from penis-shaped chocolates, pirated porno films and lace rainbow flags. 

Whatever it takes to survive in Mexico City.
Thanks Barack Obama: A rainbow flag flew along with the Stars and
Stripes at the U.S. Embassy. The American ambassador also walked
around in the  parade. Can't imagine those sights, or marriage equality,
if we'd had a Republican in the White House.
 

Pope Luis I, wearing a rather suggestive
miter hat and a table cloth for a cape. 


A lone representative from the Teuhantepec area of the state of
 Oaxaca,
 wearing a typical native outfit. I forgot to ask about the flower pot.
Exhibits One and Two: Why people go to the gym.
Not sure about this get-up except
I wasn't about to make fun of it.
"Brunhilde, is that you?" I asked.
"Who's that?" Brunhilde replied. 
At 1:45 p.m. the parade seemed to be starting. 

Whatever. This couple broke away for lunch and a beer near the starting line.





Until next year. 


Tuesday, June 28, 2016

Mexit, meet Brexit

As we returned on the bus from Mexico City on Sunday, we approached the city of Querétaro and the sight was one of explosive economic growth.

Indeed this city of nearly one million is the fastest-growing in the country right now. There are brand-new expressways, shopping centers, residential and commercial construction everywhere you turn.

Behind this growth during the past several years are dozens of industrial parks with huge hangar-like steel structures housing some Mexican but mostly foreign companies such as the France's Airbus (helicopter assembly) and Canada's Bombardier (jet engine components).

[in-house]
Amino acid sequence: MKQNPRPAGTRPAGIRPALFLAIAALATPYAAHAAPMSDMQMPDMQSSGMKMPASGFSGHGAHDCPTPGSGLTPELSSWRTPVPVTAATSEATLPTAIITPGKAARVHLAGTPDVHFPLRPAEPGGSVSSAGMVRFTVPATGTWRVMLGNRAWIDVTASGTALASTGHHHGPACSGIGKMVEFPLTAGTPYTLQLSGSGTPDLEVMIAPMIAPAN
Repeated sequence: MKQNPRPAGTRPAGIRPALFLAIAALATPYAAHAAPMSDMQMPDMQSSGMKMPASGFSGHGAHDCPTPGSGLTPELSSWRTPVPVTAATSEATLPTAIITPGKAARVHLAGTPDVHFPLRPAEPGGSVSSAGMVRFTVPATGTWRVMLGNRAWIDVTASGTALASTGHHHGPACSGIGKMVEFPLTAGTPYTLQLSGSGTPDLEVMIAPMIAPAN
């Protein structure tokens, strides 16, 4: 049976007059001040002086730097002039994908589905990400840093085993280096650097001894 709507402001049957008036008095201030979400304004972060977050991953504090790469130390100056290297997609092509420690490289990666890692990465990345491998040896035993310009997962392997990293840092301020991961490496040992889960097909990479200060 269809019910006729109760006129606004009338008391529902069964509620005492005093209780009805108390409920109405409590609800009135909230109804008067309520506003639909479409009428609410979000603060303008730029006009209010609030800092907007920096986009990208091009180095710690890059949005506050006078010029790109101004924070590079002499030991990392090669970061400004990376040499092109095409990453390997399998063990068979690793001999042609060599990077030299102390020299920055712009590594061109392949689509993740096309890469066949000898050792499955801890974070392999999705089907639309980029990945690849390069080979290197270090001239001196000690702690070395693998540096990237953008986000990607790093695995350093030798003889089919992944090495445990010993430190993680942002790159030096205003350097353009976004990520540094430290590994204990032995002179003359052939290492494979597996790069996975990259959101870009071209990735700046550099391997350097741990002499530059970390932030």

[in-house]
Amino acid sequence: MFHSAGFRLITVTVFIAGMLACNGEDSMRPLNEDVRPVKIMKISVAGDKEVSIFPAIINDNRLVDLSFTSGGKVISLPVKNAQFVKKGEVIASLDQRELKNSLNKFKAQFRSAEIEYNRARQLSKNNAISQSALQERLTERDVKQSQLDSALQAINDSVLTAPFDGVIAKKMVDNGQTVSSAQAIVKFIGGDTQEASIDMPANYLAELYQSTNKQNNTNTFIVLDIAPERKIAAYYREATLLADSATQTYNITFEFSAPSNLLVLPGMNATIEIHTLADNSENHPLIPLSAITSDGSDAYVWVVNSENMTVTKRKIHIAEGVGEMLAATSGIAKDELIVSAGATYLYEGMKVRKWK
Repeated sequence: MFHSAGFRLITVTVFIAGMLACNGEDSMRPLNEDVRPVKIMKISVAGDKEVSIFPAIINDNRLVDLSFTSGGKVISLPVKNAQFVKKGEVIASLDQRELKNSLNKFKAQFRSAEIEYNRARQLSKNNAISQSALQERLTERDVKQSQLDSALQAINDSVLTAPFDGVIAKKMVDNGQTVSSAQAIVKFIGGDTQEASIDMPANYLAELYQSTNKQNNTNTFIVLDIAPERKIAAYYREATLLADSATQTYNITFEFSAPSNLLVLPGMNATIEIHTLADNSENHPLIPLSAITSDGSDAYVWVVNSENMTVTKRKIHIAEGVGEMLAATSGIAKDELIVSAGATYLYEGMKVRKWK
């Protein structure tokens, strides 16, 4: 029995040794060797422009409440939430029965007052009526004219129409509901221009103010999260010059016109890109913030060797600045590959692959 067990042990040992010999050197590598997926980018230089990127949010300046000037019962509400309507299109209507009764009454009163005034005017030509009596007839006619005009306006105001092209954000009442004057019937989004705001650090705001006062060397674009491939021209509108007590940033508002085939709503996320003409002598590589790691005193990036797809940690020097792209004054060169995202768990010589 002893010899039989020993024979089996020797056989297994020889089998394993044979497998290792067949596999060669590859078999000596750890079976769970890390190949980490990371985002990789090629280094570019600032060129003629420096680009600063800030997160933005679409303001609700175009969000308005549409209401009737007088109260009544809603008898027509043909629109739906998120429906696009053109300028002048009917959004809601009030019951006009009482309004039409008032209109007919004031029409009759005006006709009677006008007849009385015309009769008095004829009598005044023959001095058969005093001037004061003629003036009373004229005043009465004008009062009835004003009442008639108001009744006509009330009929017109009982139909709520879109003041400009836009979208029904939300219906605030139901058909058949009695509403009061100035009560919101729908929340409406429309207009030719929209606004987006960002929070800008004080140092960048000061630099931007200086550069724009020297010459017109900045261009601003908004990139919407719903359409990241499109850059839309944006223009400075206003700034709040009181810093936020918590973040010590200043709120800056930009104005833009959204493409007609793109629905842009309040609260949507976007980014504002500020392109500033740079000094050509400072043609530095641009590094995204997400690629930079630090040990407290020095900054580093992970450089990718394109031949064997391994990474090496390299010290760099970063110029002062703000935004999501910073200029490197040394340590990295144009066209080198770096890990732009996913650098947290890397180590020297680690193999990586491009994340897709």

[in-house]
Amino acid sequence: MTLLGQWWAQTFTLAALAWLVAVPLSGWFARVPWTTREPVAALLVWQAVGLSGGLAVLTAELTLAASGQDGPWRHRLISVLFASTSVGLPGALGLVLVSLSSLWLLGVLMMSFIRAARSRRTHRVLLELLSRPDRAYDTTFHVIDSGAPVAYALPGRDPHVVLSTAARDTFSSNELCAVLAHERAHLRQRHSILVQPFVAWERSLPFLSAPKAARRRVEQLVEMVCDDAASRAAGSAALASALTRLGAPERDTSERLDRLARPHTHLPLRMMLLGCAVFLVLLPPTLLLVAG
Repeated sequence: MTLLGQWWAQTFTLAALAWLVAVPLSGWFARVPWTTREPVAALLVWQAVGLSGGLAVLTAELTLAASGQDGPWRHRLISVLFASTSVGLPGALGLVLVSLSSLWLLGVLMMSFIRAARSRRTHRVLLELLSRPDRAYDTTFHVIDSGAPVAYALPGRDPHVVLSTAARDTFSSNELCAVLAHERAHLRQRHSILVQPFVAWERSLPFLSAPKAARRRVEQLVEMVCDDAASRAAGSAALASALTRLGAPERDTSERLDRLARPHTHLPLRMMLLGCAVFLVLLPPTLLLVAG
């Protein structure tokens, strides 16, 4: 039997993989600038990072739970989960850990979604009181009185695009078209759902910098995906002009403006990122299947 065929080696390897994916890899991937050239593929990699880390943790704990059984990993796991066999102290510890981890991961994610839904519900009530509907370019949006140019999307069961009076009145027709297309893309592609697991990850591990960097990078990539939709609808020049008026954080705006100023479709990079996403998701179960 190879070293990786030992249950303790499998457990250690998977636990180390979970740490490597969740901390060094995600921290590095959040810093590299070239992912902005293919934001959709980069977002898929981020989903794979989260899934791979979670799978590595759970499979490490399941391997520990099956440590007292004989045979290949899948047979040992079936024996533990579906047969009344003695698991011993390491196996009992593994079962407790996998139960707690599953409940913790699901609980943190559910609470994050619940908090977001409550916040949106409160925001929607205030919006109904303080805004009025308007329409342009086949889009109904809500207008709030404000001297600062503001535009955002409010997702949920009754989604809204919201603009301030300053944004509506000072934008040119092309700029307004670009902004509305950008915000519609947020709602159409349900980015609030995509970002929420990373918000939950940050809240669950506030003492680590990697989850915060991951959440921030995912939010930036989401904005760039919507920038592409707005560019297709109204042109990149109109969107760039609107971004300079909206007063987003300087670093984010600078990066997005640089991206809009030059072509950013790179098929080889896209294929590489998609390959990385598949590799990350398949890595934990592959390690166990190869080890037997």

Although I didn't do a headcount, the largest number of tenants seemed to be American companies, attracted to Mexico by its low labor and operating costs. Call it the upside of free-trade.

Industrial parks in Queretaro.
What would happen to this feverish economic activity if the U.S. embarked on a nasty, Brexit-like divorce from Mexico, particularly if the grounds were Donald Trump's xenophobia and demagoguery rather rational economic calculations?

I suspect the results might resemble the mounting crisis now shaking the United Kingdom. Brexit was sold as an nationalistic and economic elixir but in fact it was poisoned by immigrant bashing and intolerance. It may turn out to be a case of the normally cold-headed Brits cutting off their noses to spite their ears.

###

Thursday, June 23, 2016

Mexico's most annoying tradition

Much more dangerous than incendiary salsas, tainted water or marauding bandidos, Mexico's hundreds of thousands of speed bumps—in many sizes and shapes, sometimes marked but usually not, and lurking anywhere frequently for no apparent reason—stand at the ready to jolt motorists into fits of cursing.

This morning's New York Times carried a brief piece by reporter Damien Cave about the curse of Mexican speed bumps. Damien, you don't know the half of it.

At their most basic, speed bumps or topes (toe-pays) are a cheap and nasty Mexican solution to the very real problem of speeding cars.

On the way to the nearby town of Celaya, in the middle of nowhere and with little warning, you run into a string of five or six topes—and five wooden crosses huddled on one side of the road that tell the reason why they were installed: Apparently five people lost their lives trying to cross the road.

Topes near schools, busy pedestrian crossings or construction zones make sense. But the vast majority just pop up overnight, unexplained and at apparently illogical locations.

On the Richter Scale of topes, the ones on San Miguel's Calzada de la
Luz are relatively benign, except there are more than a dozen
on a piece of street less than a mile long.